In John 10, Jesus explains that He is the good shepherd that lays down his life for His flock, which would soon happen on the cross. His flock follow Him and only Him because they know His voice. I know my Father's voice. I will never follow someone or something else. As He says in 10:5, "...they will never follow a stranger." Next, Jesus says that He is the gate that leads to pasture: lush, green grass that sheep feed on. It's not dry and dead; it's living. Jesus gives us life to the fullest while the wolf attacks the flock and the thief comes to steal, kill, and destroy.

    I have a question about John 10:12. Who is the hired hand? I think the hired hand is the world or man, so Jesus is illustrating the point that He is the only one who will truly protect us, we can't rely solely on the world or man.

  • Day 20: Unity with the Father

    Eric Avila

    In this passage, Jesus is in Jerusalem during the Festival of Dedication (Hanukkah). As He is walking, many people come up and surround Him. Suddenly they begin questioning Him, asking “Are you the Messiah? Are you the Messiah?” Jesus responds by saying “I have already told you, and you don't believe me.” He follows this by explaining that He knows His believers, and He gives them eternal life.

    The people respond by picking up stones and preparing to stone Jesus, claiming He is being blasphemous for saying He is the Son of Man. Jesus explains that they should believe Him because of the miraculous works He has done, and that the Father has sent Him into the world. Once again the people retaliate and try to arrest him, but Jesus gets away and goes near the Jordan River. Many follow Him, saying “everything [John] said about this man has come true,” and they believed in Him.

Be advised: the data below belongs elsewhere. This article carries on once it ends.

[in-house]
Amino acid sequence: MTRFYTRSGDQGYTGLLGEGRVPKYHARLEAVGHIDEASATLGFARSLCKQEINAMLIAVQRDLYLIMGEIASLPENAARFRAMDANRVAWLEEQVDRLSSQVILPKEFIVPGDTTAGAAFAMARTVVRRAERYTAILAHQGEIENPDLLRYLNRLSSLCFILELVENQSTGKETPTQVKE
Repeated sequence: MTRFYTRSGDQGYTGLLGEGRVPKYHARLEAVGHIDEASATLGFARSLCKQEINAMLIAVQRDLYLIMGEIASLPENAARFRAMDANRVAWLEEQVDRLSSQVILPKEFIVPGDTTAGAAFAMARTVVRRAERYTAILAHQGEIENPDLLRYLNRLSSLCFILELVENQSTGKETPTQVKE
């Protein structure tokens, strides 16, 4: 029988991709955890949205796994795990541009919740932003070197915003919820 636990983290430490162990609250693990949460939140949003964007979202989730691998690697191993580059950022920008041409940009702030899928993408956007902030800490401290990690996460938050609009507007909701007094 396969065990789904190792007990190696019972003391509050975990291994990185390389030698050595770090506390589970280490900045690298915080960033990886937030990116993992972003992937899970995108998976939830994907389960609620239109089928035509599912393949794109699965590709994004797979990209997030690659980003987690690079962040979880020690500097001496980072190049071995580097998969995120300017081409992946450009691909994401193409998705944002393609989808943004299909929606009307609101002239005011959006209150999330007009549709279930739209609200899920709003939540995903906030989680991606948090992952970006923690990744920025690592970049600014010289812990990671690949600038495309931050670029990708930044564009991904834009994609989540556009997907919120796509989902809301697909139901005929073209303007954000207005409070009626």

To me this passage describes 3 kinds of people when Jesus arrived in Jerusalem:

    * Those who see Him but do not believe: someone who instantly begins with questioning and needing proof or signs to believe what is right in front of them;

    * Those who try to combat and push away Jesus. In the passage we see it literally, as they pick up stones, but today it could be those who refuse to nurture a relationship with their heavenly Father; and finally,

    * Those who choose to steadfastly believe in Him and follow Him wherever He goes.

    In your daily life and your walk with Jesus, will you push Jesus out of your life and choose to live by this world? Or question Jesus and deny His power and love He has for you unless He shows you proof or signs? Or lastly, will you seek Jesus at all costs, and build your life on Him?
  • Day 21: The death of Lazarus
    Steve Royer

    When I read about relationships in the Bible, I am encouraged by Jesus’ clear expression of love for His followers. As a follower of Jesus, I can be confident in His love for me as well. I am also encouraged by the assurances that He gave His followers.

    Jesus informed His disciples that Lazarus’ illness would not lead to death: "But when Jesus heard it he said, 'This illness does not lead to death. It is for the glory of God, so that the Son of God may be glorified through it.'” I believe the disciples were concerned that Jesus did not go to Lazarus right away instead of staying two more days where He was, but they may not have been insistent after Jesus said the illness would not lead to death.

    However, I imagine that the disciples and Lazarus’ sisters were hurt and very confused when Jesus plainly stated that “Lazarus has died.” They remained confused when Jesus shared that He was glad He was not there when Lazarus died. They did not remember what Jesus shared earlier that this illness would not lead to death and that it was for the glory of God.